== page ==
Older people want to be able to remember like they used to and, for sure, everybody wants to be smarter than they used to be. But so far, all attempts to enhance intelligence and memory—these two functions together are called cognition—have not been too impressive. The use of “mental exercises” in the form of crossword puzzles, sudoku, chess playing, etc. have not withstood the scrutiny of rigorous experiments. Some drugs that target early Alzheimer’s disease may slow down the progression of memory loss in some patients, but only marginally.

 

Enter CNF1

Cytotoxic Necrotizing Factor 1, or CNF 1, is a neurotoxin secreted by E.coli, a common bacteria that colonizes human and almost all other animals’ guts. When this neurotoxic protein is injected into brains of mice, surprise, surprise, they learn better and remember longer. Sounds too good to be true? But, it isn’t!

 

Neuronal structure

Neurons are made up of cell bodies that can be elongated, egg-shaped, or some other defined or ill-defined shapes. The important thing about them is that from the body, they radiate out narrow, long branches called dendrites, and from each dendrite, there are thousands of small projections called dendritic spines.

These little spines are very important because they make contact with spines of adjacent neurons. If you assume about a billion neurons in the human brain, and you multiply that by the power of the thousands of spines per neuron that can make, theoretically at least, contact with any other dendritic spine, you get a mind-blowing number of potential connections. You do the math, I can’t.

It is through these connections that information flows in the brain. Now you get the idea about the enormity of possibilities for information to be transmitted from one neuron to another and from one region of the brain to another, anatomically distant, region.

 

Plasticity of the brain

As if this is not enough, there is an added layer of complexity: Neurons can change the number and location of their connections to other neurons, by adding new dendritic spines, reducing them, or changing their position on the dendrite in response to experiencing new situations and the need to embed them in our memory. The consequences of this phenomenon are enormous because what it amounts to is not only an almost infinite capacity to store new information (memory), but also to learn from past stored experiences and apply this knowledge to coping with brand new experiences. In daily language, we call that intelligence.

 

The cell skeleton

How can the cell maintain its shape? How can the neuron grow new spines? The answer, my friends, is written in the cytoskeleton.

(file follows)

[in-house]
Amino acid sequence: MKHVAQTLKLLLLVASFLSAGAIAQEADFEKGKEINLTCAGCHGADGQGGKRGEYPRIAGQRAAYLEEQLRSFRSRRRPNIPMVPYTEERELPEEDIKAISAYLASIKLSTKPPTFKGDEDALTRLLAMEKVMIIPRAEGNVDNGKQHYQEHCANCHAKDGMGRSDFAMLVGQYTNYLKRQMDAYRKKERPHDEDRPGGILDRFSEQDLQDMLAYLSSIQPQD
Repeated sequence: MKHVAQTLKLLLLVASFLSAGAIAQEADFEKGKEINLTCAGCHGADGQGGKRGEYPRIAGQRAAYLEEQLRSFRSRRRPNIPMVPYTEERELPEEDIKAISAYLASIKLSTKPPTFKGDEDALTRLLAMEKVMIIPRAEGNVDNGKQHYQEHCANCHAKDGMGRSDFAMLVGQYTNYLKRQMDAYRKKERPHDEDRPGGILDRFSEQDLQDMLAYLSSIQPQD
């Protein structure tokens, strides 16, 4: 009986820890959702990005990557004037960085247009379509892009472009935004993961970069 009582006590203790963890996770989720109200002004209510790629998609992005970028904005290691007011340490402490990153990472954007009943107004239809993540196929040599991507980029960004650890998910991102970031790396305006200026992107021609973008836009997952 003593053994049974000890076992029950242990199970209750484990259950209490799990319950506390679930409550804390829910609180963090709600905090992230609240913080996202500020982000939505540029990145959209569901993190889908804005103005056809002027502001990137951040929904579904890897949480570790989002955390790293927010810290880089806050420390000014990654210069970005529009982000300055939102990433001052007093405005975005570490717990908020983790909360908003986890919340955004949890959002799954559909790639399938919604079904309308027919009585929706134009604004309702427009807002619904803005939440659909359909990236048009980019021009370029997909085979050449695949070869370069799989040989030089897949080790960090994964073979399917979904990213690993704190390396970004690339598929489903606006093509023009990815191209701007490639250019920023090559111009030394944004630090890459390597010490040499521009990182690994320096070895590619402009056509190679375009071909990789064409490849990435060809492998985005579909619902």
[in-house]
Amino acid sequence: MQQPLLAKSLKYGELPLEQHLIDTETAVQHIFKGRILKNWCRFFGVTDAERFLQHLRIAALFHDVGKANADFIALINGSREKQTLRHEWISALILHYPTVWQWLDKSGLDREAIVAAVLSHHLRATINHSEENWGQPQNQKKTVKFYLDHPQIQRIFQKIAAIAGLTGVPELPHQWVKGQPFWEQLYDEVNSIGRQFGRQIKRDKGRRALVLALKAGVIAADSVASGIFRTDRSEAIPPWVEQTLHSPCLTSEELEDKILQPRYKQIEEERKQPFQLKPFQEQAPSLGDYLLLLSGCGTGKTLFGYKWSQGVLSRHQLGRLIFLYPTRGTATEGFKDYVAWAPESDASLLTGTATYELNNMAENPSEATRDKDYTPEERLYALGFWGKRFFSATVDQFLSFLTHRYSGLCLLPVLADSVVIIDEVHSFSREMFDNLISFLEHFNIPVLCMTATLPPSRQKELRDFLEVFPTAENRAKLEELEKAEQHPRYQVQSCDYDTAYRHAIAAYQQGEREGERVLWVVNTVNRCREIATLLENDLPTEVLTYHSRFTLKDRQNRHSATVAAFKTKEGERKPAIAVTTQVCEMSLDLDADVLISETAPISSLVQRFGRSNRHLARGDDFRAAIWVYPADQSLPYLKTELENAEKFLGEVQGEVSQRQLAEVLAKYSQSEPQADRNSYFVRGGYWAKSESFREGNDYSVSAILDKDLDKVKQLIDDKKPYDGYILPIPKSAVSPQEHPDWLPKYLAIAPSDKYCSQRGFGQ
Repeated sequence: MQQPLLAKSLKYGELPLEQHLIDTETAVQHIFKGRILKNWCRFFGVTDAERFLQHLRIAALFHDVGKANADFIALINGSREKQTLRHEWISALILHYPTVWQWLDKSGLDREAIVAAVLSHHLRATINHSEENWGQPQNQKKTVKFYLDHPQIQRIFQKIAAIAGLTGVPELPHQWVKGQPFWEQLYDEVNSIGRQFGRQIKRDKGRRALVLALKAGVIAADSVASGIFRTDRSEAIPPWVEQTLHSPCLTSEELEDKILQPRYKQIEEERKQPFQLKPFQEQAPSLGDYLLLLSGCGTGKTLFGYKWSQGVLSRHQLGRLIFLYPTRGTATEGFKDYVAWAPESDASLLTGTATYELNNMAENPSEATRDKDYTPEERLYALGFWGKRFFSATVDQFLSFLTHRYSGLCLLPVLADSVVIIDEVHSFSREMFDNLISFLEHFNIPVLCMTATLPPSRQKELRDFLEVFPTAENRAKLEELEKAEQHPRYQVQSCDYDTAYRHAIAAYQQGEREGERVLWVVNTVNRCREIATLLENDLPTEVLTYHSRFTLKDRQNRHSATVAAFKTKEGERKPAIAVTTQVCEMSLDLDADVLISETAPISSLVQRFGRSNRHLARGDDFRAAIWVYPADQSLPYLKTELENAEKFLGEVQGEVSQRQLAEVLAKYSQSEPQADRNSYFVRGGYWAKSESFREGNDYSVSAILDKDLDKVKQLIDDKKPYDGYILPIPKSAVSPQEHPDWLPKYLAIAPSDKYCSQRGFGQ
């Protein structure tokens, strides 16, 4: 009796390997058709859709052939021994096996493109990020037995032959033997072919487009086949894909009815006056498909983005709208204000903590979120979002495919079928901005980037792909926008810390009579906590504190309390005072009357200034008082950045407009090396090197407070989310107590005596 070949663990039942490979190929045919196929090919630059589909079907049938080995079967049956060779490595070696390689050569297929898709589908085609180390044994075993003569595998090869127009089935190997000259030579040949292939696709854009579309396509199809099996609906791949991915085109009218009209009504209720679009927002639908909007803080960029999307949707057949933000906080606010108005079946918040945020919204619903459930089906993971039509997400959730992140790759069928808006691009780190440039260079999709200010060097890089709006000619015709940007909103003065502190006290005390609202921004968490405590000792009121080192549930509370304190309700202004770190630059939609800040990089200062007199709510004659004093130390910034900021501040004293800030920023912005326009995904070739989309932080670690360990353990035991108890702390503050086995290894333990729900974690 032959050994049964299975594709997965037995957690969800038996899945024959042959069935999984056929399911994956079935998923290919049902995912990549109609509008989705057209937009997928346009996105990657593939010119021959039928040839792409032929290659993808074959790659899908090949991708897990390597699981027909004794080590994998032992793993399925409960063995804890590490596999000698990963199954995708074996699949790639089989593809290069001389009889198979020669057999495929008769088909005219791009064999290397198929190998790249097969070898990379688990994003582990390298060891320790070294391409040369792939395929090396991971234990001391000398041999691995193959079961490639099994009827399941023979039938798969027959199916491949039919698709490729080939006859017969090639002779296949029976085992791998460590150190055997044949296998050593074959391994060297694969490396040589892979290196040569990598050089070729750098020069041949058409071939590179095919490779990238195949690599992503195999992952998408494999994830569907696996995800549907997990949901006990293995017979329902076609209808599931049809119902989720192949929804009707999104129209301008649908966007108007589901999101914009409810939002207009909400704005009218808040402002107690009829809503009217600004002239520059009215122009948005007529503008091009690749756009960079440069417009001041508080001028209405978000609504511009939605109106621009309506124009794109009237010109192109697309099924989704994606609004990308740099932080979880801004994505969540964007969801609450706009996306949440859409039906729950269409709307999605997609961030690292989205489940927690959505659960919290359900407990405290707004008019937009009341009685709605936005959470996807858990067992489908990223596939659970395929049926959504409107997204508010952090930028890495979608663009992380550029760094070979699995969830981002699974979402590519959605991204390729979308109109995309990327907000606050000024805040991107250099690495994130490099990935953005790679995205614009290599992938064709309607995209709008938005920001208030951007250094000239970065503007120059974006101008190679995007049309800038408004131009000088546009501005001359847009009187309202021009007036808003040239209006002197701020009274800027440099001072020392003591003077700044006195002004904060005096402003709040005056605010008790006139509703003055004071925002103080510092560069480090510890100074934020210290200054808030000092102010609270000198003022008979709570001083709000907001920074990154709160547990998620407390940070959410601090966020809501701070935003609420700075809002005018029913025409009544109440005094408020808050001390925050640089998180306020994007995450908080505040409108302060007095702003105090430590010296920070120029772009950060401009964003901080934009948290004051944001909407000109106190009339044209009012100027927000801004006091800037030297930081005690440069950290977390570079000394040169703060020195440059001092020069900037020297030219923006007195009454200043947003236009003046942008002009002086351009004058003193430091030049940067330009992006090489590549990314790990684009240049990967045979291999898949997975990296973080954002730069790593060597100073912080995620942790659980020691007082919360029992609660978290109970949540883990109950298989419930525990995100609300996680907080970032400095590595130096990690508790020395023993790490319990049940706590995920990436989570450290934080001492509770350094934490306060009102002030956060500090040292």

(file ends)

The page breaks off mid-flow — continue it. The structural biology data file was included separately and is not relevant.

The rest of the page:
Yes, just like the skeleton is important in giving the body its shape, so does the cell maintain its shape with a complex molecule called actin. If you looked at the cell under the electron microscope, you’d discover that it is crisscrossed by thin filaments going seemingly helter-skelter in all directions. The filaments are made of actin molecules, and there is a method to their chaotic ways; they form a railroad system for the transport of proteins to their various destinations in the cell and they maintain the overall shape of the cell. They can also perform another important trick. They can depolymerize and re-polymerize again, namely, the filaments break down to their component actin molecules and reform new filaments going in a different direction altogether. This is the molecular basis for forming new spines. And you might even be as bold as to say that since the acquisition of memory and learning depends on the plasticity of the neuron, this is the very basic molecular mechanism of cognition.

Indeed, several studies have shown that in different conditions of mental retardation, the number of spines is markedly reduced, and there are abnormalities in the structure and function of actin filament. Suggestive, but not quite a proof.

 

Rho GTPases: A small molecule in the cell, a giant step for mankind

Attached to the neuron’s cell membrane are molecules call Rho small GTPases. But when it comes to their function, there is nothing small about them. They control the polymerization/depolymerization of actin filaments, which means that they control cell shape, and in the brain, it means that they control number and location of dendritic spines. In neurobiology and psychology, it means that they are major players in cognition!

 

CNF 1: Botox for the brain

CNF 1 puts the Rho GTPase 1 in a permanent state of activation. That means that actin is constantly in the polymerized state, forming new connections between dendritic spines, thus forming the anatomical “infrastructure” for memory formation and learning.

Are we entering the age of neurotoxins? Is CNF 1 a much more sophisticated Botox ( a neurotoxin as well) that is not skin deep but rather penetrates the depth of what makes us an intelligent being?

In the January 9th issue of the Proceedings of the National Academy of Sciences (PNAS, vol.104, pp.636-641, 2007), Giovanni Diana and his colleagues at the Instituto Superiore di Sanitá in Rome, Italy report that they injected CNF1 into brains of mice. They then proceeded to run the mice through various anatomical and physiological studies as well as tests for memory and learning. This is what they found:

  • Administration of the neurotoxin caused rearrangement of the cerebral actin cytoskeleton
  • Enhanced neurotransmission and synaptic plasticity
  • Improved learning and memory in various behavioral tasks

These findings are just as predicted from our knowledge of basic cell biology. Can the discovery of drugs mimicking the action of CNF1 be far behind?

I can’t help it but repeat my reaction to this study: WOW, AWESOME, and BRAVISSIMO!

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